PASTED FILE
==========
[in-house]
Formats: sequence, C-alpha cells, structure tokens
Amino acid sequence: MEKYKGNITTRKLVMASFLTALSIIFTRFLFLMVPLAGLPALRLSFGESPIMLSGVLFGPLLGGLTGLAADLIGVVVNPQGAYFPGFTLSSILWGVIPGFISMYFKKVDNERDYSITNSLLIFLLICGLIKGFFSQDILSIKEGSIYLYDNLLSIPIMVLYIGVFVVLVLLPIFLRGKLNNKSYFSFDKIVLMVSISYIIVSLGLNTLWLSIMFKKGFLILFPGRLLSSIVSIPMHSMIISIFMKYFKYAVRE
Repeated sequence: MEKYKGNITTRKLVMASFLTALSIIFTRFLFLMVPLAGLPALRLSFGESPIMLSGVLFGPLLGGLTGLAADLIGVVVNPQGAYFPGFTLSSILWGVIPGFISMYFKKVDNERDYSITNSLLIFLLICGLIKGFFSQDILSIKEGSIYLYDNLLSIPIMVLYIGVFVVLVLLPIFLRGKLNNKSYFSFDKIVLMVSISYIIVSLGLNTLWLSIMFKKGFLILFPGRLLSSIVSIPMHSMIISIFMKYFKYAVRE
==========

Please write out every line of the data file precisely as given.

[in-house]
Formats: sequence, C-alpha cells, structure tokens
Amino acid sequence: MEKYKGNITTRKLVMASFLTALSIIFTRFLFLMVPLAGLPALRLSFGESPIMLSGVLFGPLLGGLTGLAADLIGVVVNPQGAYFPGFTLSSILWGVIPGFISMYFKKVDNERDYSITNSLLIFLLICGLIKGFFSQDILSIKEGSIYLYDNLLSIPIMVLYIGVFVVLVLLPIFLRGKLNNKSYFSFDKIVLMVSISYIIVSLGLNTLWLSIMFKKGFLILFPGRLLSSIVSIPMHSMIISIFMKYFKYAVRE
Repeated sequence: MEKYKGNITTRKLVMASFLTALSIIFTRFLFLMVPLAGLPALRLSFGESPIMLSGVLFGPLLGGLTGLAADLIGVVVNPQGAYFPGFTLSSILWGVIPGFISMYFKKVDNERDYSITNSLLIFLLICGLIKGFFSQDILSIKEGSIYLYDNLLSIPIMVLYIGVFVVLVLLPIFLRGKLNNKSYFSFDKIVLMVSISYIIVSLGLNTLWLSIMFKKGFLILFPGRLLSSIVSIPMHSMIISIFMKYFKYAVRE